(Planet of Sound is a bi-weekly speculative fiction music feature.)
There’s a certain segment of the population—let’s take a stab and guess “geeks and stoners who graduated high school between around 2000 and 2006”—for whom the initialism A.T.H.F., and therefore the subject matter of this chilled-out alternative rap track, will be immediately recognizable, but for the rest of the populace, perhaps I should explain.
A.T.H.F. stands for Aqua Teen Hunger Force, which was the name of an animated show on Cartoon Network/Adult Swim that showcased the adventures of anthropomorphic fast food items Master Shake, Frylock, and Meatwad, along with their neighbor Carl. (The show still airs, but has since been renamed Aqua Unit Patrol Squad 1—and has, to most accounts, diminished drastically in quality.)
The show was sci-fi, I suppose, in that aliens and robots and suchlike made regular appearances (also in that its protagonists were anthropomorphic fast food items), but mostly it was related to the genre in the same way, say, Monty Python and the Holy Grail was — its brand of absurdist, sometimes silly, sometimes surprisingly dark humor garnered a cult following that included many of the same sorts of kids who’d have spent late nights in the basement playing 1st edition D&D in the 70s, and Magic: the Gathering at the turn of the millennium.
Danger Doom, the artists behind the track, could use a little explanation/unpacking, too. The Danger Doom project was a highly lauded collaboration between the masked alternative rap artist MF Doom and the increasingly influential musician/producer Danger Mouse. Danger Mouse has been involved in such mega-successful projects as Gorillaz and Gnarls Barkley; MF Doom never had similar mainstream success, but he’s had a prolific indie career that has included highlights like the universally acclaimed Madvillainy.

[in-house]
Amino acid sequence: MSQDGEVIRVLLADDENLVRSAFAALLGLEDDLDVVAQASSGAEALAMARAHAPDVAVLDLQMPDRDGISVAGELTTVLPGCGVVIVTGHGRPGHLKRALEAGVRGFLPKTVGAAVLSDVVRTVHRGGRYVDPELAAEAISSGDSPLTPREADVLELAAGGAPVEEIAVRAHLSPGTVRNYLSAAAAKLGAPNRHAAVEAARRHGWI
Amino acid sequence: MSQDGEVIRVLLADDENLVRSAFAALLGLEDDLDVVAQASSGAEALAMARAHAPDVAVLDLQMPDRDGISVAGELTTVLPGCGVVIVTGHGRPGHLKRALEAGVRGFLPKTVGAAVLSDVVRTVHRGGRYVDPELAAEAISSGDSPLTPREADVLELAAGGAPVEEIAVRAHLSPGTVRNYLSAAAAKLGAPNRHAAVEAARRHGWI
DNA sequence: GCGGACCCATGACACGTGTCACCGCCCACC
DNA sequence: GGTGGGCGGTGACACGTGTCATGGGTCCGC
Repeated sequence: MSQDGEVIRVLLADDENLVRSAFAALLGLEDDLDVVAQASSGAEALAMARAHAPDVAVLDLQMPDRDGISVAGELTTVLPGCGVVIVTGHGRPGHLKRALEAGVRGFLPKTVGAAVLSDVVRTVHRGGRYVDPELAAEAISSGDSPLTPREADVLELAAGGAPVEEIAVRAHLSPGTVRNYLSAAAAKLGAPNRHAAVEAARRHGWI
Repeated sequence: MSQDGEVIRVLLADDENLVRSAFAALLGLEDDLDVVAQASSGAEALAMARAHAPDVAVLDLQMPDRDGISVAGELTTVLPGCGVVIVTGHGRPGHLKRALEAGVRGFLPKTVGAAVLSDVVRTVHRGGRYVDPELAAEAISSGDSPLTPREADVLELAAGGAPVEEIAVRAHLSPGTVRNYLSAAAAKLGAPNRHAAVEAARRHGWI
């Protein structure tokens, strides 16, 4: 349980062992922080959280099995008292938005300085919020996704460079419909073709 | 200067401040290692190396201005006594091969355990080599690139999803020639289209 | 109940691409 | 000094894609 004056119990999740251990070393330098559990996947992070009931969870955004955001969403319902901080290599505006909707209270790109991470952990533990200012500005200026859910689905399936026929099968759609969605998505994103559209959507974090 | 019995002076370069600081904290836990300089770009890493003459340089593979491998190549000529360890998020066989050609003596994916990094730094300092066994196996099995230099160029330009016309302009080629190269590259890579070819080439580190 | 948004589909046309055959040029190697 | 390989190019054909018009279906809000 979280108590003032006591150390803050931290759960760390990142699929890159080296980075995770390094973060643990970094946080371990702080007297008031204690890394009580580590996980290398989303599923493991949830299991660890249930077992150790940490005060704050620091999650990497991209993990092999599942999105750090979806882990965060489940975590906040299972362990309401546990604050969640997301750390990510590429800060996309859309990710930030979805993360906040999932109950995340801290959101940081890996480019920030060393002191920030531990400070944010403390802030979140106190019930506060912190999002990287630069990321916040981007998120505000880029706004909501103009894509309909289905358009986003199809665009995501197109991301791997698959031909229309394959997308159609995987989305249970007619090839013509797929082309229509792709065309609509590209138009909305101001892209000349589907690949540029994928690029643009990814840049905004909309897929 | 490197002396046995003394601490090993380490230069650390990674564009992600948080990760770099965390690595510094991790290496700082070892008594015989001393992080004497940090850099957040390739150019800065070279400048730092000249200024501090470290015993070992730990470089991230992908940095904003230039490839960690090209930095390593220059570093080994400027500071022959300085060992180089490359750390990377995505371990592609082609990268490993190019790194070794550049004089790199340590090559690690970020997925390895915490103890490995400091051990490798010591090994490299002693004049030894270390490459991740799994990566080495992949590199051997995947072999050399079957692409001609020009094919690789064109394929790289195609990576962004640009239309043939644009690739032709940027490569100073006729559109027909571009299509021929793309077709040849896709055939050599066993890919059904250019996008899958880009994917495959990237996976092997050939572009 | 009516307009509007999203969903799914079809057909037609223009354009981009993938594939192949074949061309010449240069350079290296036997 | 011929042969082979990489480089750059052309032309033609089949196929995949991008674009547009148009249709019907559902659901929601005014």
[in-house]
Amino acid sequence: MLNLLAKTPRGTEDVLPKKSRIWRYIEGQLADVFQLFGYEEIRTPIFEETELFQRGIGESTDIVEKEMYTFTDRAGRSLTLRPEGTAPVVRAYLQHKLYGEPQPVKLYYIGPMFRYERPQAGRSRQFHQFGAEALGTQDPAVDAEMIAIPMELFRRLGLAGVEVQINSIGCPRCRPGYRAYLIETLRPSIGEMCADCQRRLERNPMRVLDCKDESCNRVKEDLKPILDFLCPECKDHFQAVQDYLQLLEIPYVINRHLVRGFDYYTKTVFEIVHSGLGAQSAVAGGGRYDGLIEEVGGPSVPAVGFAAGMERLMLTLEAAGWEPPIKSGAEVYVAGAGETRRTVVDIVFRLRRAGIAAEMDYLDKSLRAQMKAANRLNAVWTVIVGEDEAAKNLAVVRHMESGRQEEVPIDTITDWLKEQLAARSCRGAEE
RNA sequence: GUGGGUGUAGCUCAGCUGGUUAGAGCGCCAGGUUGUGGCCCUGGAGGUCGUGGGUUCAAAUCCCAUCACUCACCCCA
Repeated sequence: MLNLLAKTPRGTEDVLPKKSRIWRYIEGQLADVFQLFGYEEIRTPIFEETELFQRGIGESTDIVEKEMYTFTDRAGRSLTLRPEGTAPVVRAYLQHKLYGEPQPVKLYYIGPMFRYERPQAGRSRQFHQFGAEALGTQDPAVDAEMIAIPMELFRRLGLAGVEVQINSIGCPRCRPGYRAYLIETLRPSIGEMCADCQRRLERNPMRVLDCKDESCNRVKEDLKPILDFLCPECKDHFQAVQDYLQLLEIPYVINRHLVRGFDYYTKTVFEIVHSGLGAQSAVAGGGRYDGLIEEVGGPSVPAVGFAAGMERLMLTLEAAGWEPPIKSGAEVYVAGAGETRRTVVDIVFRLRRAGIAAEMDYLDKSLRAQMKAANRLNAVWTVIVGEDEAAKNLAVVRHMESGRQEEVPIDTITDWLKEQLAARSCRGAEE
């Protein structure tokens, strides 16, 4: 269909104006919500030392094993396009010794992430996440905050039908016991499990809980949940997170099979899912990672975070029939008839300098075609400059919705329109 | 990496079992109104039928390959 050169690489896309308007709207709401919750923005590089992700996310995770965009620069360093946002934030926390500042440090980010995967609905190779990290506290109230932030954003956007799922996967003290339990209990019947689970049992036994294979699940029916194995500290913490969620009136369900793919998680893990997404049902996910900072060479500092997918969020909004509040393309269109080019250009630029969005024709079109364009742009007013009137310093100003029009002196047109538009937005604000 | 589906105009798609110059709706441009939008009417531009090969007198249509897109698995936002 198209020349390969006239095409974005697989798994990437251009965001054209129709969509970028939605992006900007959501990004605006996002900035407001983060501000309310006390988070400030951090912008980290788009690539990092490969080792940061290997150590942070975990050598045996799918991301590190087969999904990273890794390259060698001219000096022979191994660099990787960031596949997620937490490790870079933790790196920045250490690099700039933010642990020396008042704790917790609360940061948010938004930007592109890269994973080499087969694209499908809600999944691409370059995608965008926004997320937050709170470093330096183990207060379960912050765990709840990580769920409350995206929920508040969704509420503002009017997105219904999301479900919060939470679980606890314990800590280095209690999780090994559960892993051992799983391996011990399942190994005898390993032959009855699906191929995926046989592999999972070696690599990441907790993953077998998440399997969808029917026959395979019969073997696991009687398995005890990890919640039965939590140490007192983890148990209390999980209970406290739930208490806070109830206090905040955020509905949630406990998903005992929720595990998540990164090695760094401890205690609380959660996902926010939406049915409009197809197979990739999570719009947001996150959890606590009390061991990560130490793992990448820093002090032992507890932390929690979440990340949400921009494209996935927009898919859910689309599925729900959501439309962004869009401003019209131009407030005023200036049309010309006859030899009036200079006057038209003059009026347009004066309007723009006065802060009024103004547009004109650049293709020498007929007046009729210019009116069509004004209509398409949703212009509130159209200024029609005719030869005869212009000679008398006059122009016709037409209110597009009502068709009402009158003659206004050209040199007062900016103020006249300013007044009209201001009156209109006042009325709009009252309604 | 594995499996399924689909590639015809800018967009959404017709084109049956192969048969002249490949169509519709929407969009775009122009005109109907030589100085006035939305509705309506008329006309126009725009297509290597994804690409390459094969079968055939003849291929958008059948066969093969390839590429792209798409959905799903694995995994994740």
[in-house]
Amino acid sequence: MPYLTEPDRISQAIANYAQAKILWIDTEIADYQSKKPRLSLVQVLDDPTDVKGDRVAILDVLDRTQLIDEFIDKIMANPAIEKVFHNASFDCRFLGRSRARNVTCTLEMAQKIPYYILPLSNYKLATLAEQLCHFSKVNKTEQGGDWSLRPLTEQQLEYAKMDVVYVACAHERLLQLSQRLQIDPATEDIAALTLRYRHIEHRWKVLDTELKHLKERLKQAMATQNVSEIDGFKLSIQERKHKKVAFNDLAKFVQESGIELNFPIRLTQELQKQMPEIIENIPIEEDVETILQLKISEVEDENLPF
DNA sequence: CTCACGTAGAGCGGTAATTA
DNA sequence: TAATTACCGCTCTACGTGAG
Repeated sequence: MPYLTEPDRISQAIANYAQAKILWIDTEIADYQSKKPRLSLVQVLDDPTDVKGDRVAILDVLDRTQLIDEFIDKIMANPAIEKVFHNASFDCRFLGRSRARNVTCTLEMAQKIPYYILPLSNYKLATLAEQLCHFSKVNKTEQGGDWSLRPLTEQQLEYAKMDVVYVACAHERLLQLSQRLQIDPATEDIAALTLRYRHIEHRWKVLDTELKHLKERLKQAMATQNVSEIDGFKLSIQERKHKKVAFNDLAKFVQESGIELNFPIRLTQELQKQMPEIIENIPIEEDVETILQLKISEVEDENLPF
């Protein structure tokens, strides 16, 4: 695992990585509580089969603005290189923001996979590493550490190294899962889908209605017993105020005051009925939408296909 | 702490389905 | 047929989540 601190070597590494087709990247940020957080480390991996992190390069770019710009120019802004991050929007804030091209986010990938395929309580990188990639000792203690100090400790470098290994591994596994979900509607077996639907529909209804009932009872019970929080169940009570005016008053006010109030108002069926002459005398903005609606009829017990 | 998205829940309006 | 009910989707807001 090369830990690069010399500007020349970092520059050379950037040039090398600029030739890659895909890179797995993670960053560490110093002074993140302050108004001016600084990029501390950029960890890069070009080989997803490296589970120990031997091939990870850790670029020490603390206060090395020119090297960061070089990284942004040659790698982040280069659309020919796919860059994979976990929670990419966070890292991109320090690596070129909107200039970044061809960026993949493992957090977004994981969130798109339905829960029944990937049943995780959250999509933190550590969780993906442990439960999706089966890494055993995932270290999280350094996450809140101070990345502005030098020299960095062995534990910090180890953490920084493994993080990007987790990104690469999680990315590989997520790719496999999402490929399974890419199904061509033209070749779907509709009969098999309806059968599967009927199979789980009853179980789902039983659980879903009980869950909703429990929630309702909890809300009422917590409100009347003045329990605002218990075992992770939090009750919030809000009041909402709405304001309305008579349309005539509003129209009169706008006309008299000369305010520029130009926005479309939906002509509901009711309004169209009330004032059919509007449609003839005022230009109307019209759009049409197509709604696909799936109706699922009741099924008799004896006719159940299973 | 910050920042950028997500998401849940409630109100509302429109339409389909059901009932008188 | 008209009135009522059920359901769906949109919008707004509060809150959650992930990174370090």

(Doom also has an ongoing relationship with sci-fi, comics, and similar geekery, as is probably obvious from his Dr. Doom-inspired metal face.)
Their collaboration produced one full length album, The Mouse and the Mask, and while most of the tracks feature retro cartoon and comic references, along with cameos from Adult Swim characters, “A.T.H.F.” is the only one entirely about a single show. The lyrics are totally clear, and totally straightforward, and just a little not safe for work.
The track also gets an intro from a rapping Meatwad and a skeptical Carl, worth the price of admission all on its own.
This was some of the rap I enjoyed before I started really seeking out rap to listen to, and while the Adult Swim characters may have eased my way in, the real reason it worked was the effortlessly cool vibe projected by Danger’s beats and Doom’s flow… which they managed to maintain despite the fact that they were rapping about cartoons (“you know, stuff that, like, I liked”).
I’ve never figured out whether Danger Doom approached Adult Swim first about getting the cartoon cameos (they’re clearly fans), or whether Adult Swim somehow commissioned the work. Either way, I’m glad I got to listen to it—it helped demystify hip-hop a little for me (along with work from other underground rappers like Aesop Rock), and provided a means of entry into a genre that has ended up a source of quite a lot of musical pleasure. It’s not just entry-level music, though; the more I listen to and learn about hip-hop, actually, the more I appreciate The Mouse and the Mask.
If only the shows that inspired the music could have maintained a similarly high level of quality.
Joshua Starr is a fan of speculative fiction in all media. ALL MEDIA.